Hiroshima was reallly interesting and we learnt loads about the history of the city as well as the events surrounding and leading up to the famous atomic bombing. Although the museum was quite biased, the place was still moving, particularly all the memorials and wishes for worldwide peace.

Japan was an amazing first-stop on our journey. Not only did we see the bustling city life and technologically advanced aspects of the country, but we also enjoyed the historical and peaceful temples and gardens. It truly is a beautiful place, with grand architecture, bright lights and colours and the most friendly people we've ever met. Whilst we were sad to leave the place, we feel we experienced a huge amount and got a lot out of our visit.

Top marks Japan... next stop Bangkok!

Posted by Tom and Jo 05:47 Archived in Japan Tagged round_the_world Comments (0)

Tokyo

Bright, busy and brilliant

sunny
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Our first few days in Japan were so different to what we imagined. Tokyo is unlike any other place that either of us has ever been before. Not only is the language so different and indiscipherable, but the food, people and culture took some getting used to!

For the most part, the weather was beautiful and sunny (with only the occassional torrential downpour), so we were able to see so much of this amazing place in the three days we were there. Despite being terribly jet-lagged we spent our first night wandering around some of the busiest areas, using the brilliant subway system and generally getting lost in the crowd.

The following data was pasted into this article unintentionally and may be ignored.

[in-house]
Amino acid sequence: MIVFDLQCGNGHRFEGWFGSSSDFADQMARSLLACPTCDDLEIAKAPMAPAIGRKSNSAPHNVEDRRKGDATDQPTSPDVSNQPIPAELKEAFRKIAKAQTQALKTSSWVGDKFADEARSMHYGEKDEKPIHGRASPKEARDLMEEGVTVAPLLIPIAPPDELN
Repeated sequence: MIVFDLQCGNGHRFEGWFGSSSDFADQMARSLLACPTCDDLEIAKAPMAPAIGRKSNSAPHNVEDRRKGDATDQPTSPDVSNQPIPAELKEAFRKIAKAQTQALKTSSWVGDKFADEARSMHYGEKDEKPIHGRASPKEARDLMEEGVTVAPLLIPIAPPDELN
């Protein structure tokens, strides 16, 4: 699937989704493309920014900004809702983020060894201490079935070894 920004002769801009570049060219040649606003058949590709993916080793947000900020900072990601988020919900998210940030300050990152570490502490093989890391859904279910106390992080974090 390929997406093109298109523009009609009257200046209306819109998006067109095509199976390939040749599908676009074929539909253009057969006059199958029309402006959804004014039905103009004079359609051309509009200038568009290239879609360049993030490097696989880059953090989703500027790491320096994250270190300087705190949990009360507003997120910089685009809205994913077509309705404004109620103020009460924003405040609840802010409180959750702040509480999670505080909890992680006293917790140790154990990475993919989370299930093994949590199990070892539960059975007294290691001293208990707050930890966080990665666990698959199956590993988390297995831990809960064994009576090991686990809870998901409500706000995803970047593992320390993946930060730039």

Our highlights had to be the sumo tournament, the (very) early morning Tsukiji fish market and the hip 'n' happenin' Shibuya.

We went to the Sumo tournament at 8am in order to pick up our tickets, so we saw through the day with the most die-hard of sumo fans. The rituals and bouts were fascinating to watch, although some only lasted a few seconds. The most exciting fights (towards the end of the day) saw some of the largest and most arrogant fighters going against one another. The crowd went wild!

Shibuya is a crazy place, full of bright lights, high rise buildings and the trendy kids of Japan. The area is home to one of the busiest and most famous road crossings in the world, which is slightly scary and has to be seen to be believed. It also has loads of funky shops and brightly lit streets which we had loads of fun exploring.

Our last day in Tokyo before heading down to Kyoto, we got up at 4.45am (!) in order to catch the first subway to the Tsukiji fish market. This place was amazing, and getting there early to see all the huge fresh tuna being hacked up into steaks was well worth it. We nearly got run over on several occassions by men driving these silly little vehicles, stacked high with frozen tuna, fresh tuna, and some live fish flapping around. We finished off the morning with a very fresh sashimi breakfast at 7am - sushi without the rice. It was surprisingly tasty, even at that time in the moring, despite all the blood and gore of the market that we had just seen! Not for the faint of heart (or stomach)!

Posted by Tom and Jo 05:19 Archived in Japan Tagged round_the_world Comments (1)

London

The calm before the storm...


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So here is the first of many blogs that we will be writing over the next eighteen weeks! As departure date draws nearer we are feeling more excited and nervous by the minute.

Over the next week or so we shall be buying the last few essential items, packing bags and saying our fond farewells to friends and family. Then on 14th May we'll be flying out from London Heathrow and beginning our epic journey.

Stay tuned for updates from Japan, Thailand, Cambodia, Vietnam, Singapore, Australia, New Zealand, Rarotonga, California and New York.

Next stop...TOKYO!

Lots of love

Tom and Jo

xxx

Posted by Tom and Jo 15:44 Archived in United Kingdom Tagged round_the_world Comments (0)